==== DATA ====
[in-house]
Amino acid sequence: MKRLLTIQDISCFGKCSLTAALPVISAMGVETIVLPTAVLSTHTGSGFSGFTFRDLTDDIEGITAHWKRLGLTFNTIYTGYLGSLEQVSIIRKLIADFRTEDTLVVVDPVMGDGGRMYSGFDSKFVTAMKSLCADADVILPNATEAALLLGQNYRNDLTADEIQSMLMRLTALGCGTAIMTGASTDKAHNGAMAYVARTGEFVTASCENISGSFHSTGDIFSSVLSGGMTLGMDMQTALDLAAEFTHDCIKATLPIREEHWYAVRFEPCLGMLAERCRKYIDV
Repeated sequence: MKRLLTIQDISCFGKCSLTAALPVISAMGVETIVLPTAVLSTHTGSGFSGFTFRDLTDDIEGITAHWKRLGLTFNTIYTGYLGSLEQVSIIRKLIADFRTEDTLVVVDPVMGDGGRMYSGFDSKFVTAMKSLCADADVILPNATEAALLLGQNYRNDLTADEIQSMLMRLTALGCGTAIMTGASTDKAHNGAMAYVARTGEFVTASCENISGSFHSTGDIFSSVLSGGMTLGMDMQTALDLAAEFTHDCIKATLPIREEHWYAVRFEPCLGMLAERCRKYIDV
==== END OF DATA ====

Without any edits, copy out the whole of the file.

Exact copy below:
[in-house]
Amino acid sequence: MKRLLTIQDISCFGKCSLTAALPVISAMGVETIVLPTAVLSTHTGSGFSGFTFRDLTDDIEGITAHWKRLGLTFNTIYTGYLGSLEQVSIIRKLIADFRTEDTLVVVDPVMGDGGRMYSGFDSKFVTAMKSLCADADVILPNATEAALLLGQNYRNDLTADEIQSMLMRLTALGCGTAIMTGASTDKAHNGAMAYVARTGEFVTASCENISGSFHSTGDIFSSVLSGGMTLGMDMQTALDLAAEFTHDCIKATLPIREEHWYAVRFEPCLGMLAERCRKYIDV
Repeated sequence: MKRLLTIQDISCFGKCSLTAALPVISAMGVETIVLPTAVLSTHTGSGFSGFTFRDLTDDIEGITAHWKRLGLTFNTIYTGYLGSLEQVSIIRKLIADFRTEDTLVVVDPVMGDGGRMYSGFDSKFVTAMKSLCADADVILPNATEAALLLGQNYRNDLTADEIQSMLMRLTALGCGTAIMTGASTDKAHNGAMAYVARTGEFVTASCENISGSFHSTGDIFSSVLSGGMTLGMDMQTALDLAAEFTHDCIKATLPIREEHWYAVRFEPCLGMLAERCRKYIDV